- Photo by Cheryl Gerber
- Annunciation serves fried oysters with spinach and Brie.
Not the space itself, a mix of bare brick and white plaster, candle-watt lighting, bentwood chairs and crisp tablecloths. Not the food, a rendition of French-Creole cuisine nudged gently toward the contemporary. And certainly not the crowd, which appeared in droves the moment Annunciation opened for business and interact with the effusive maitre d' as if they've been coming here for decades.
This new Warehouse District restaurant seems familiar because prior to opening Annunciation, chef and co-owner Steven Manning was the chef at Clancy's for two extended hitches totaling more than 20 years. So it's not surprising that his own restaurant is essentially based on Clancy's, albeit a looser, downtown version of that Uptown Creole stalwart.
Manning transferred some of his Clancy's dishes to his new menu, most significantly the fried oysters with spinach and Brie. The melted cheese oozes out from its rinds to glaze the oysters and pool between them, and if it weren't already so familiar this irresistible appetizer would probably count as the most innovative dish at Annunciation.
There are a few discreet tweaks on the menu, including sides of bok choy and curry-scented cabbage, a bit of foie gras for the scallops and coconut milk escorting the nicely bronze-colored drum. But the main story at Annunciation remains Creole flavors prepared by a restrained hand.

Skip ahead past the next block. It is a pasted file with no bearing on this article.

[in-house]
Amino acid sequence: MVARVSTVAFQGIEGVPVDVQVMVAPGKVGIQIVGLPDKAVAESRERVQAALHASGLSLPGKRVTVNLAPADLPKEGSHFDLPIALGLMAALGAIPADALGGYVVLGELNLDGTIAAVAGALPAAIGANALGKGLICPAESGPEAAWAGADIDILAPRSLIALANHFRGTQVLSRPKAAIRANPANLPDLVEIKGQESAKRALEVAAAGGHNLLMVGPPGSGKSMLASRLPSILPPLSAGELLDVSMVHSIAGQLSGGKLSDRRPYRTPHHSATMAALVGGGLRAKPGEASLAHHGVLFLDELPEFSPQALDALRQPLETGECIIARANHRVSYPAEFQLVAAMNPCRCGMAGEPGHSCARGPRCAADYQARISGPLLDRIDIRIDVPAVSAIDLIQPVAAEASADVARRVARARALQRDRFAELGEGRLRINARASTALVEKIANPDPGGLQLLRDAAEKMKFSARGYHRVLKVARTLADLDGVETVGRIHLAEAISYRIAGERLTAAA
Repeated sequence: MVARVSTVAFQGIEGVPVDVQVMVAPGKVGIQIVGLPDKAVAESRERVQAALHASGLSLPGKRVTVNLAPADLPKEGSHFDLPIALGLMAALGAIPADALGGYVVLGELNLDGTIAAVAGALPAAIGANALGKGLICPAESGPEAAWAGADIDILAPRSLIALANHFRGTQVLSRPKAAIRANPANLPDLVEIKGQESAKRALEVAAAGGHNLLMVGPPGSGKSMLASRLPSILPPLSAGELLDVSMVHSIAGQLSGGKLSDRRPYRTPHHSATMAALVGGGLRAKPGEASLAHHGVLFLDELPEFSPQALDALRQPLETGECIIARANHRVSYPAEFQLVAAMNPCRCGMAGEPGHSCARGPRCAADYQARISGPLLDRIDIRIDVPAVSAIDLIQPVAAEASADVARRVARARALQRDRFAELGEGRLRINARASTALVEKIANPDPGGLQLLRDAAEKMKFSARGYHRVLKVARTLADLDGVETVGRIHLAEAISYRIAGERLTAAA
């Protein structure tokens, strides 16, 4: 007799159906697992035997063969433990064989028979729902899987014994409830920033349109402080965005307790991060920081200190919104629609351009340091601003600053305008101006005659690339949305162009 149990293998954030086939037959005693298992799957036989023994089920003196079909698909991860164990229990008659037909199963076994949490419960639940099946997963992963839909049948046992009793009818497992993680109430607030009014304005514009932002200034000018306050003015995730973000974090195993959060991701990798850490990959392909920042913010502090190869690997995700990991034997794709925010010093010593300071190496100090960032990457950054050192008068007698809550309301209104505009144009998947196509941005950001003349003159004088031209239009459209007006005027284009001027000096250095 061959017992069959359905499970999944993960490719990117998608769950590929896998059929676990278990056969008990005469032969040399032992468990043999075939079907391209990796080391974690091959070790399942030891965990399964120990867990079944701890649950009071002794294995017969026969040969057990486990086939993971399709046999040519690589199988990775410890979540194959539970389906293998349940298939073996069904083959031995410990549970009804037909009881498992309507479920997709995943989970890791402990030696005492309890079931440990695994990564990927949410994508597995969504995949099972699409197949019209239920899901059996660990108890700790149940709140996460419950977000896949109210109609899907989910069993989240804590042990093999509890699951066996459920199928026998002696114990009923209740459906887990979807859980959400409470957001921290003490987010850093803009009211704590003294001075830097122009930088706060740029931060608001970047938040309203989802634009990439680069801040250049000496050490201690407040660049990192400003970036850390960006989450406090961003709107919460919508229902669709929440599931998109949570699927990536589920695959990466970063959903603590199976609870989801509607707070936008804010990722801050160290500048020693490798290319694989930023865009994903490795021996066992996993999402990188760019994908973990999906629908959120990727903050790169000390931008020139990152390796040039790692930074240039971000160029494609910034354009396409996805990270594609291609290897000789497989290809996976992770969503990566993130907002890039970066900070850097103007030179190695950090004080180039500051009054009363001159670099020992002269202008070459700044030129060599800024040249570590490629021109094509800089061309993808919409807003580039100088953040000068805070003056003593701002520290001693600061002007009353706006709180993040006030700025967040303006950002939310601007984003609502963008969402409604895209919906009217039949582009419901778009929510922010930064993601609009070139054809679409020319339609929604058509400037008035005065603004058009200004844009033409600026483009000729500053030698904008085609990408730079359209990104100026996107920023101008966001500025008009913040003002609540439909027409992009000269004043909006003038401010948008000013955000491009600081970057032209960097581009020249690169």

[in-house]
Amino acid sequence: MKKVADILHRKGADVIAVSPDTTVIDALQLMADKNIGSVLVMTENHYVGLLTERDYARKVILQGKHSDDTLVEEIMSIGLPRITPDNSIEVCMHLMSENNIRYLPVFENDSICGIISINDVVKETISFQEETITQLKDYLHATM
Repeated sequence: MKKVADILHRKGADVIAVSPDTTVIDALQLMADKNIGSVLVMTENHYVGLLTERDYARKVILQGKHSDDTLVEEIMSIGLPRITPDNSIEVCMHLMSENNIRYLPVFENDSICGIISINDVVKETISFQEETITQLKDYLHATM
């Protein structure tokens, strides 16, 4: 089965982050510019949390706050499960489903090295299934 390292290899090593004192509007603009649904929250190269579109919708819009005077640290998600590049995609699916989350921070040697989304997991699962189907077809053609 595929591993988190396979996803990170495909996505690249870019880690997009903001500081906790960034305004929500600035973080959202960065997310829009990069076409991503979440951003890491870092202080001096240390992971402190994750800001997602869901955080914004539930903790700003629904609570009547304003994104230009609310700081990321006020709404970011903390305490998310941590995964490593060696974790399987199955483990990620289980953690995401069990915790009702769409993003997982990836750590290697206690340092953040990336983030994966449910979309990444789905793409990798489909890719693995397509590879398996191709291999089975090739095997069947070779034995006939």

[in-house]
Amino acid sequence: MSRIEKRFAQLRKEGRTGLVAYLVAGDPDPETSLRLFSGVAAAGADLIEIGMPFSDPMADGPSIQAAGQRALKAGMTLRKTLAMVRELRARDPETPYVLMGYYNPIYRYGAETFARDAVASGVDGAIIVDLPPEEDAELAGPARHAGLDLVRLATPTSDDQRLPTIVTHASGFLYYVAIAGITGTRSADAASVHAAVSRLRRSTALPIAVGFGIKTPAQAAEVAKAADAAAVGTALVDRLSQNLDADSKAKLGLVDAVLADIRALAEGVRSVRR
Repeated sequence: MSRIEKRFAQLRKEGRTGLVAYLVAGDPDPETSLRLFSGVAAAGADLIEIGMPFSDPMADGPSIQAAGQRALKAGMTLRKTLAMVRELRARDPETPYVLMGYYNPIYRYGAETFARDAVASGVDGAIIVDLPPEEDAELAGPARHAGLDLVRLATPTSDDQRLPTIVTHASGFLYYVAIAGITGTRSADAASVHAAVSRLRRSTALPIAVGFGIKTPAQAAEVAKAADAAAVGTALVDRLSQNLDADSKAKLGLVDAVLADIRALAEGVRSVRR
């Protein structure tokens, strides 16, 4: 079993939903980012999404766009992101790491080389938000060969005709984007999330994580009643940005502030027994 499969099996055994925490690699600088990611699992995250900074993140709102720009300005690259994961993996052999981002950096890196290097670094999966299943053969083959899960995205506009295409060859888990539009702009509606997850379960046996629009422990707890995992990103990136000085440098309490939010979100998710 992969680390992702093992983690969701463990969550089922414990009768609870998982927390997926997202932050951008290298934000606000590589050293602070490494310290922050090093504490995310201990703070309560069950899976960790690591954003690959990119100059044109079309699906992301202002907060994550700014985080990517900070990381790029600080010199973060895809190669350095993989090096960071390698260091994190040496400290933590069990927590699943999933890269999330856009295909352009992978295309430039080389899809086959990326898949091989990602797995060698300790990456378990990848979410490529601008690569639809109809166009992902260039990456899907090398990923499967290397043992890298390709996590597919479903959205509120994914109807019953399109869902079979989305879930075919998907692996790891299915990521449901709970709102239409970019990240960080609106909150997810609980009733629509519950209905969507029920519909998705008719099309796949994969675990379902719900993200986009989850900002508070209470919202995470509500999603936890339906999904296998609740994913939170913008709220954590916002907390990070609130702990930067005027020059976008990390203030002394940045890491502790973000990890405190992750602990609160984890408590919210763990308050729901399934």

You can turn back the clock with a dinner of turtle soup, shrimp etouffee and bread pudding without feeling conspicuously retro. I'm more inclined to start with a crabmeat salad, the huge lumps topped with a Green Goddess-style dressing thick with herbs but lightly applied. Then it's on to the oysters Bordelaise — if only to marvel at how fried oysters can stay crisp after being incorporated into an oily pile of spaghetti, garlic and parsley — or maybe the chicken bonne femme. That name translates to "good wife," which generally implies country-style cooking and never seems to produce the same dish in any two restaurants. From Manning's kitchen it is a soft-spoken showstopper, a juicy half bird, sauteed crisp and sitting atop a smoky, woodsy potato hash with pan gravy.
The approach is straightforward, but there's little cover when things go wrong. A homely pile of seafood risotto, for instance, contained lobster, shrimp and crabmeat but not much flavor and even less creaminess. The veal dishes, although traditionally prepared, are underwhelming.
While Annunciation has plenty of high-end restaurant company in its neighborhood, during the day it turns into something else, serving fast, bargain lunch plates for about $10. The baked fish, a great, plump length of speckled trout over oyster dressing when I tried it, wore little more than lemon and was a highly satisfying balance of elegant simplicity and local flavor. In a way, that sounds like Annunciation all over.